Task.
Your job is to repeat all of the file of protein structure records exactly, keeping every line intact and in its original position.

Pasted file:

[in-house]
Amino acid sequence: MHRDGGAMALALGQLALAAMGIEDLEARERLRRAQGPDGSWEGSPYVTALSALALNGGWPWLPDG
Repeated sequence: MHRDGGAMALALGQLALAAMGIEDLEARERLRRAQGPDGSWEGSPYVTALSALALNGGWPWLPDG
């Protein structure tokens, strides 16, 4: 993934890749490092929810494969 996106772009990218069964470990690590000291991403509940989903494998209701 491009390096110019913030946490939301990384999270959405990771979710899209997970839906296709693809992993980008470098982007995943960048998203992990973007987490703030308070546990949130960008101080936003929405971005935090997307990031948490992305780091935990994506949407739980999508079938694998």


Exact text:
[in-house]
Amino acid sequence: MHRDGGAMALALGQLALAAMGIEDLEARERLRRAQGPDGSWEGSPYVTALSALALNGGWPWLPDG
Repeated sequence: MHRDGGAMALALGQLALAAMGIEDLEARERLRRAQGPDGSWEGSPYVTALSALALNGGWPWLPDG
């Protein structure tokens, strides 16, 4: 993934890749490092929810494969 996106772009990218069964470990690590000291991403509940989903494998209701 491009390096110019913030946490939301990384999270959405990771979710899209997970839906296709693809992993980008470098982007995943960048998203992990973007987490703030308070546990949130960008101080936003929405971005935090997307990031948490992305780091935990994506949407739980999508079938694998």